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Russia is our new best friend, redux

One piece of news that went largely unnoticed in all the hoopla surrounding the EU accession talks last week was the one about Russia having approved a USD 500 million loan to Iceland.

As some of you may recall, talk of a Russian loan first surfaced last year, just as our financial system was beginning to melt down. That whole episode was a bit of a farce and has been held up as yet more proof of Davíd Oddsson’s incompetence – that he went ahead and announced the Russian loan as a done deal when … errrm … it wasn’t.

At the time, a new cold war seemed to be brewing [what with Putin getting all psychotic on us and old Georgie Bush still installed in the White House, I’llsaynomore] and the speculation was that Russia’s ulterior motive was to gain hold of Iceland as a strategic base – just as the US had used Iceland as a strategic base for decades, or until 2006 when they unilaterally hauled ass out of here. At any rate, it seemed very strange that suddenly Russia wanted to be our new best friend – particularly as the US was perceived to have turned its back on Iceland a few months earlier when this country was left out of an important currency swap agreement [which, in hindsight, may have been perfectly reasonable in light of all the shit and corruption that has surfaced here over the last few months]. The words of old Geir Haarde, then-PM of Iceland, were certainly ominous enough:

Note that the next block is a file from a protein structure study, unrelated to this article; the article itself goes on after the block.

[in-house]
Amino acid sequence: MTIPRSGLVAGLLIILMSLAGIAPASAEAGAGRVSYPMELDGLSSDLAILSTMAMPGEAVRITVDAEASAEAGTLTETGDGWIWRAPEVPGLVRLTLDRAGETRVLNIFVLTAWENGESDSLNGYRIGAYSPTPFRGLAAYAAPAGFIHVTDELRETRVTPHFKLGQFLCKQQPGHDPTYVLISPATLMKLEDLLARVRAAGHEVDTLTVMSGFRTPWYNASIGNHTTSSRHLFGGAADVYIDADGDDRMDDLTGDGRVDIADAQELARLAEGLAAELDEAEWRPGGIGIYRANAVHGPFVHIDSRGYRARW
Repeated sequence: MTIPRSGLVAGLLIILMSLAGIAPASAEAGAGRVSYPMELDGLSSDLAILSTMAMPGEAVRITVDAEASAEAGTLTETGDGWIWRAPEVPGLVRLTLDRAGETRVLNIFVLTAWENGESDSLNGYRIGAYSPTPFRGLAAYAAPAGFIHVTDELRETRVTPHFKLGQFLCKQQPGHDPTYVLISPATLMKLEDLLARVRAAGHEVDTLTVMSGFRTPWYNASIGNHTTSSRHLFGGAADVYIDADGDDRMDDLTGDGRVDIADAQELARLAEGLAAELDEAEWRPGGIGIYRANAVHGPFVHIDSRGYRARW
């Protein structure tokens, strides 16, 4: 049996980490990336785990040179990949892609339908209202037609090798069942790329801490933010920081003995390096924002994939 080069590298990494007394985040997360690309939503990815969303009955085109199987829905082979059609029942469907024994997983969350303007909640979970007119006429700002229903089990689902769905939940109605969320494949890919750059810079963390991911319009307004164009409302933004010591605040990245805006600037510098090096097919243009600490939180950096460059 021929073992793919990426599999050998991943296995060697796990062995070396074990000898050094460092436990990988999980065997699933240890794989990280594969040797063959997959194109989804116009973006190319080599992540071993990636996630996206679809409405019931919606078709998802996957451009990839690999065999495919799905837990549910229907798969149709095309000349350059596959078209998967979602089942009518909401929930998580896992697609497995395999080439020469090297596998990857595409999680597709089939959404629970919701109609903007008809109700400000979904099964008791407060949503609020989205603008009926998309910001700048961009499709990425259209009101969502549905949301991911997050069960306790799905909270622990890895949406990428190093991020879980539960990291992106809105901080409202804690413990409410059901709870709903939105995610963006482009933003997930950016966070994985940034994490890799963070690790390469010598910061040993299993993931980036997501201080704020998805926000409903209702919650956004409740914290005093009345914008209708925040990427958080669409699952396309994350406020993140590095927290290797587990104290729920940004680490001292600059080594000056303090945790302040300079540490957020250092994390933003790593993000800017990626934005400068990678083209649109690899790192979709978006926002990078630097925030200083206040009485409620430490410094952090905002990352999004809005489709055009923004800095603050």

In such circumstances, one has to look for new friends.

So in the wake of the whole premature-announcement thing, talk of the Russian loan seemed to fade into the distance, like an echo of something vague. Until last week, that is, when the aforementioned news item appeared on the Russian website barentsobserver.com. This paragraph was kinda interesting: